SONS Earth, Atmosphere and Ocean Sciences Program Course Descriptions

ASTR 1100 Introduction to Astronomy (4)
A study of our solar system and the sidereal universe, with an emphasis on the nature of astronomical investigation. (3 hr. lec/3 hr. lab.)
Approved General Education Distribution Course

ASTR 3168 Practical Astronomy (3)
Methods of determining, describing and using the positions and apparent motions of celestial bodies. Topics include fundamental position determination, time systems and standards, celestial navigation, the calendar, and related astronomical instrumentation.
Prerequisites: ASTR 1100 and MATH 2412 or permission of the instructor.

ASTR 3171 The Solar System (3)
Planets, moons, and other members of the solar system; techniques and results of planetary investigations; theories of planetary origin, efforts to detect other planetary systems, the search for extraterrestrial life.
Prerequisite: ASTR 1100 or permission of instructor.

EARTH SCIENCE COURSES


ES 1000 Observing the Earth (3)
A study of the earth and its processes from the perspective of observations and measurement, observing technology and systems, applications of observations and data to problem solving.
Approved General Education Distribution Course

ES 2000 Foundations of Earth System Science (4)
An introduction to the study of Earth as an inclusive system. The atmosphere, geosphere, biosphere, hydrosphere and cryosphere and their interrelations. (3hr. lec./3 hr. lab.)
Prerequisites: ES 1000 or permission of instructor

ES 2200 Methods in Geoscience (4)
Fundamental skills and scientific techniques used in the study of geoscience: computer applications; Internet resources, spatial data representation and analysis; quantitative descriptions of geophysical phenomena; statistical methods for data analysis; basic numerical methods. (3 hr lec./3 hr lab.)
Prerequisites: MATH 1054 and four hours of Geoscience

ES 3200 Geographic Information Systems in Geoscience (4)
Principles and applications of Geographic Information Systems (GIS). Fundamentals of digital cartography, spatial analysis, digital data. Acquiring, assembling, geo-referencing field data; topographic maps; images from remote sensing. Emphasis on Earth and Human Systems; population, urban development and land use. (3 hr lec./3 hr lab.)
Prerequisites: MATH 1054, four hours of Geoscience or permission of instructor

ES 3310 The Geosphere in the Earth System (4)
Examination of the solid earth as part of an Earth System: Earth origin, chemistry, internal structure and processes, mineralogic and lithologic composition, origin and effect of organisms, history, modern processes and human impacts. (3 hr lec./3 hr lab.)
Prerequisites: ES 2000

ES 3320 The Atmosphere in the Earth System (4)
Examination of the atmosphere as part of an Earth System: History of atmosphere, source of energy, pollution, extreme weather events, atmospheric processes and climatic dynamics, and its interaction with organisms and human impacts. (3 hr lec./3 hr lab.)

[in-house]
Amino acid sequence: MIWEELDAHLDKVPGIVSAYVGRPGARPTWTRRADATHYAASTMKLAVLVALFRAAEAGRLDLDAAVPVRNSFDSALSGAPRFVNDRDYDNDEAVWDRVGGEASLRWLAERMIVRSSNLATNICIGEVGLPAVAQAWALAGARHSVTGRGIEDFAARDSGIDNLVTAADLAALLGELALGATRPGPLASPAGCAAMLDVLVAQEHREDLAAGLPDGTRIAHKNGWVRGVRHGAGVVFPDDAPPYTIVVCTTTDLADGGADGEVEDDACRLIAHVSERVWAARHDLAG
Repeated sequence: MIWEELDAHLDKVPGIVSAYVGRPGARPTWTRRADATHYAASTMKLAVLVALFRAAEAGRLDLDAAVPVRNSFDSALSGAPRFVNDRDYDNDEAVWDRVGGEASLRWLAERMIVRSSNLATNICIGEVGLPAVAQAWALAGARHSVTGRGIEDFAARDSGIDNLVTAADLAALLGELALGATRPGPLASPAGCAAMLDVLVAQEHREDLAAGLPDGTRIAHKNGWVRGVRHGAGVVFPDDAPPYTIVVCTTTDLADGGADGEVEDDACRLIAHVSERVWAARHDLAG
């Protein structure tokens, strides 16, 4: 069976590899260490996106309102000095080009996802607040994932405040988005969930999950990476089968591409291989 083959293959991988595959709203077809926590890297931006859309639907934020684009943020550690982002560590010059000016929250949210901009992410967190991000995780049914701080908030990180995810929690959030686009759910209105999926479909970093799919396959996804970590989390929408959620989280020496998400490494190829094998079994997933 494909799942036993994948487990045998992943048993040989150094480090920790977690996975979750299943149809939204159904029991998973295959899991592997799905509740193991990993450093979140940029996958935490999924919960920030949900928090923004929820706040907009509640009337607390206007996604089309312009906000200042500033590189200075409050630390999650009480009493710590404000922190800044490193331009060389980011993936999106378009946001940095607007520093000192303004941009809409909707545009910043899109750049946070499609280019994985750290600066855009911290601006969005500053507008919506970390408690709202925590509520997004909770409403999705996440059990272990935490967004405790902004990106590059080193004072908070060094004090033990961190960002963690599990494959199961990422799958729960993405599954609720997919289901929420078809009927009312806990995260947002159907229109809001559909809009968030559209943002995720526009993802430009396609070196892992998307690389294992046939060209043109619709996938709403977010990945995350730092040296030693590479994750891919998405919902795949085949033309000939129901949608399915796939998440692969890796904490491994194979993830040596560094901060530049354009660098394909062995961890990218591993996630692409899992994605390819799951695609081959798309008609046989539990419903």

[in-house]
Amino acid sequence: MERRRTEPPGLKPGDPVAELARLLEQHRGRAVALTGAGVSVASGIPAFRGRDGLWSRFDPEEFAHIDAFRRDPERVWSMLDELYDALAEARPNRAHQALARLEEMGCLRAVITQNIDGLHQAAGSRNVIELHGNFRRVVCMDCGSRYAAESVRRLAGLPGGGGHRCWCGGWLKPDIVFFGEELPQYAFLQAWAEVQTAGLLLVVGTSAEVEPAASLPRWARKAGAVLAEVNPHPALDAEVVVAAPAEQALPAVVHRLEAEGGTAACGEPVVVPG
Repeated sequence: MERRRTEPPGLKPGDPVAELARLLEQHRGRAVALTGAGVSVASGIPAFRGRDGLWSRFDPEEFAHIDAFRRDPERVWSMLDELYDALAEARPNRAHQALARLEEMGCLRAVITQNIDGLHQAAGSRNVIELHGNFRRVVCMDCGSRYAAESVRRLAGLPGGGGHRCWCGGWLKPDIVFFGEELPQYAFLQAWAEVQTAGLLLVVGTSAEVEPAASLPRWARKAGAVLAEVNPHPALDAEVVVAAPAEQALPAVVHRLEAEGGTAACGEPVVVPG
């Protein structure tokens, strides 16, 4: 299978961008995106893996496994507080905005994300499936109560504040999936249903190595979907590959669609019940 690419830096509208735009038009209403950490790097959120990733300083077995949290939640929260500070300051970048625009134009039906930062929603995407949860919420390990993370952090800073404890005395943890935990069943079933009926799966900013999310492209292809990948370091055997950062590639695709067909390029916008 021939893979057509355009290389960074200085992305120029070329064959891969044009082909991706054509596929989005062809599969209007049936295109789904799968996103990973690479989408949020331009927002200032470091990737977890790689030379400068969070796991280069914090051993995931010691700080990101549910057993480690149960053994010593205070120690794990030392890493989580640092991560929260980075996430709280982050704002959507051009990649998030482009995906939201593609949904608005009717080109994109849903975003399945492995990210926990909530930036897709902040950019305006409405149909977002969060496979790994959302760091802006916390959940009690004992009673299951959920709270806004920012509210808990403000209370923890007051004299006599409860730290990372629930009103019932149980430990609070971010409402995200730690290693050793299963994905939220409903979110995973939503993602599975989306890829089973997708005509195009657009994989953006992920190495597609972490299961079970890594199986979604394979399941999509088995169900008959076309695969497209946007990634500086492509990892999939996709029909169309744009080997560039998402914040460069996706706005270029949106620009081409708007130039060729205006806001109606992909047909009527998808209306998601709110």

Prerequisites: ES 2000

ES 3330 The Hydrosphere in the Earth System (4)
Examination of the distribution and movement of water as part of an Earth System: Oceans and seas, ice, surface waters, groundwater, historical and modern processes, the relationship to organisms and human impacts. (3 hr lec./3 hr lab.)
Prerequisites: ES 2000

ES 4200 Remote Sensing (4)
Theory, technology and methods of remote sensing for observing the earth. Application of remote sensing to problems in the earth sciences including resource exploration, weather forecasting, environmental monitoring and land use. (3 hr lec./3 hr lab.)
Prerequisites: Eight hours of Geoscience, MATH 1054, PHYS 2091 or PHYS 2095

ES 4980 Environmental Internship (3)
A work-study opportunity to obtain practical experience with the multidisciplinary nature of environmental problems, relate course material to these problems, and discern decision-making processes associated with their solution.
Prerequisites: Permission of the department and the supervising instructor.

ES 4981 Environmental Issues Seminar (3)
Contemporary environmental topics are explored from a scientific and societal perspective. Students conduct research and present in written and oral form, issues of local, national, and global concern.
Prerequisites: ES 4980

GEOGRAPHY COURSES


GEOG 2010 World Geography (3)
World geography from the point of view of how physical features, resources, climates, and economic and political systems help to shape human culture. Using geographic tools to explore current themes and problems in various world geographic regions.
Approved General Education Distribution Course

GEOG 2020 Conservation of Natural Resources (3)
A study of relationships among natural resources, technological development, population growth and levels of living as a means of exploring and evaluating the foundations of environmental management and conservation.
Prerequisite: Three hours of geography or science or permission of instructor.

GEOG 3110 Practical Geographic Skills (3)
The practical skills and techniques of the geographer, such as those developed for studies in the field and the library, and for graphic, cartographic, written and oral presentation of geographic information.
Prerequisite: Six hours of geography or permission of instructor.

GEOG 3410 Urban Geography (3)
An examination of urban settlements with special emphasis on the practical application of modern geographic theories to the contemporary urban situation.
Prerequisite: Six hours of geography or permission of instructor.

GEOG 3420 The Resource Base and the Urban Pattern (3)